Her favorite foods are bananas (seriously, she can't get enough), apple sauce, cheese, bagels with cream cheese, and strawberries. She's not very adventurous with food and spits out most new flavors, but when she likes something she really, really likes it.

Amelia is into everything. She wanders around the house looking for baskets, purses, boxes, and anything else that might have treasures for her to sort through. She is guaranteed to knock down any tower the boys have built or wipe out a delicately constructed race track. She has figured how to disassemble our tried and true baby proofing (we use lots of rubber bands) and scurries up the stairs before we even realize she has left the room.

I'm trying as hard as I can to savor my last baby firsts. However, I can't help but look forward to getting to know her better and watch the girl she will become. This baby is just so fun. We have had a blast this last year.

Our world is brighter because of Amelia. She wakes up with a smile and spends a minute hugging you before looking around in the direction of her brothers playing. Our favorite thing about Amelia is the line she is always walking between sweet, trouble, and tough. You can see it in her eyes... It's almost as if she is always in on the joke. This baby has excellent timing. She knows when she has an audience and she works it.

I see the way she already asserts her position in our family and I hope she holds onto her spunk and joy as she grows.


Our Wedding Dress: On Sharing a Dress With My BFF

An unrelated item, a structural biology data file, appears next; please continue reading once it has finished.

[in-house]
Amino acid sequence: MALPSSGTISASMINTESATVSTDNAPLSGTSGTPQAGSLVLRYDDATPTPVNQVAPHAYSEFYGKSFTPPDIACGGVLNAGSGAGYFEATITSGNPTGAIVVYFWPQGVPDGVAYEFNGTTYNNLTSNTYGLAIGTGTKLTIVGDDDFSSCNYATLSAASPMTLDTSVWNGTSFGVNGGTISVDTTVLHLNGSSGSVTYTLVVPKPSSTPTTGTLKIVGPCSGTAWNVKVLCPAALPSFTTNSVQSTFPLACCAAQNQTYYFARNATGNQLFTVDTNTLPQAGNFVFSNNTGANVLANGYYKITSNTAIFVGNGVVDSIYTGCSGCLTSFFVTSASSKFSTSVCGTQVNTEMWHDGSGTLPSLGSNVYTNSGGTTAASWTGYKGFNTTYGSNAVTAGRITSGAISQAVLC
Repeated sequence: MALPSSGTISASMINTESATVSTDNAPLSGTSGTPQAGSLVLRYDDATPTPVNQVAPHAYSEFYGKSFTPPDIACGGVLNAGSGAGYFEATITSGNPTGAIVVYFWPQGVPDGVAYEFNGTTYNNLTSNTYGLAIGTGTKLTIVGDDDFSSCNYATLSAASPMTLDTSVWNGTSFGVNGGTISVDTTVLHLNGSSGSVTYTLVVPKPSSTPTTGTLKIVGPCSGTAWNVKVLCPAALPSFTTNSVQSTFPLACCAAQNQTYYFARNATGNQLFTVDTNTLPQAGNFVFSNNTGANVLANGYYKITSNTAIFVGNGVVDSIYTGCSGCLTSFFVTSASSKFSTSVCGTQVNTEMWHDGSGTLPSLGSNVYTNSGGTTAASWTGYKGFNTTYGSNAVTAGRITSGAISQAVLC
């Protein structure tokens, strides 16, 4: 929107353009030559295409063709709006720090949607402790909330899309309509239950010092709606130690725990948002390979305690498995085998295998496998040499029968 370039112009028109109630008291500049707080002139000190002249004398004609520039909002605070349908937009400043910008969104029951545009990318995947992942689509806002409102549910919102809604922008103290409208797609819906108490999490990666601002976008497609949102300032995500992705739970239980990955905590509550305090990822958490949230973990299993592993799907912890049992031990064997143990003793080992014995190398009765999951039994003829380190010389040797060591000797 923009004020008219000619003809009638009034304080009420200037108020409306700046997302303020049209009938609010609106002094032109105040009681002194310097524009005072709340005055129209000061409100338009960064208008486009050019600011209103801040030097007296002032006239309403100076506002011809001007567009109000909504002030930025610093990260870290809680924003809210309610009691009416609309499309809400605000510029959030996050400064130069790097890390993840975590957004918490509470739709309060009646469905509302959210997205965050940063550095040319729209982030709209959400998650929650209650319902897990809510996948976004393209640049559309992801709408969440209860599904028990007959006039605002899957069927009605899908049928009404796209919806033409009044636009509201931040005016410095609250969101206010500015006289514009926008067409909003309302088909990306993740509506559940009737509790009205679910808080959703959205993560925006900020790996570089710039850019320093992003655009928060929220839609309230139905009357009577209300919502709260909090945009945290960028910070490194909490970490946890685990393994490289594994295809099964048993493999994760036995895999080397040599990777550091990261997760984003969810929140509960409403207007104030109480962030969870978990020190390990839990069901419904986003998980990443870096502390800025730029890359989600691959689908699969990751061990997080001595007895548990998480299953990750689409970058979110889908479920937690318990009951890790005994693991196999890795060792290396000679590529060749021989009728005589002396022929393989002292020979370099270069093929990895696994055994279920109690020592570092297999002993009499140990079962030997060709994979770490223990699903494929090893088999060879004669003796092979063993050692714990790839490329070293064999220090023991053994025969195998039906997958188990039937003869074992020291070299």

One of the most important dresses a woman might wear is her wedding dress. I LOVED my dress. It was maybe the fifth one I tried on and then I refused to take it off. I knew right away that it was perfect for me. It was everything I didn't know that I wanted. But, at the end of the day it was a dress. I took it off, put it away, and then it sat in my mom's closet for months before being cleaned and stored. And there it sat in my basement.

Then when my BFF Brittany was engaged a few years later I started the process of helping her find a dress. We went to a store. She bought a dress. It wasn't special. So, we ordered some others and tried them on at my house. Still nothing special. So, then I offered to let her try on my dress. I pulled it out of its safe protection in storage and she put it on. And it was perfect. "Wear it," I told her. So, she did.

Some people were surprised when we shared the news that she was wearing my dress. Budget wasn't the reason. Ability to find a dress had nothing to do with it. I was shocked when someone told me they thought it was weird. I never even thought twice about it. It's hard to put my finger on, but it just felt right. I think it made both of us incredibly happy to know that it was something we would always share. There was meaning in sharing my dress. My gift to her was her something borrowed. And the gift we continue to give each other every day is one of the most honest, long-lasting, wonderful, understanding, exciting friendships in the world. We're lucky to have each other. It's that simple.

I think it's beautiful - just like the dress.

No one has ever entrusted impoverished Emmalee with anything important but she takes it upon herself to sew her mentor’s resting garment in The Funeral Dress by Susan Gregg Gilmore. Join From Left to Write on October 19 as we discuss The Funeral Dress.  As a member, I received a copy of the book for review purposes.


When Refinishing Turns Into Renovating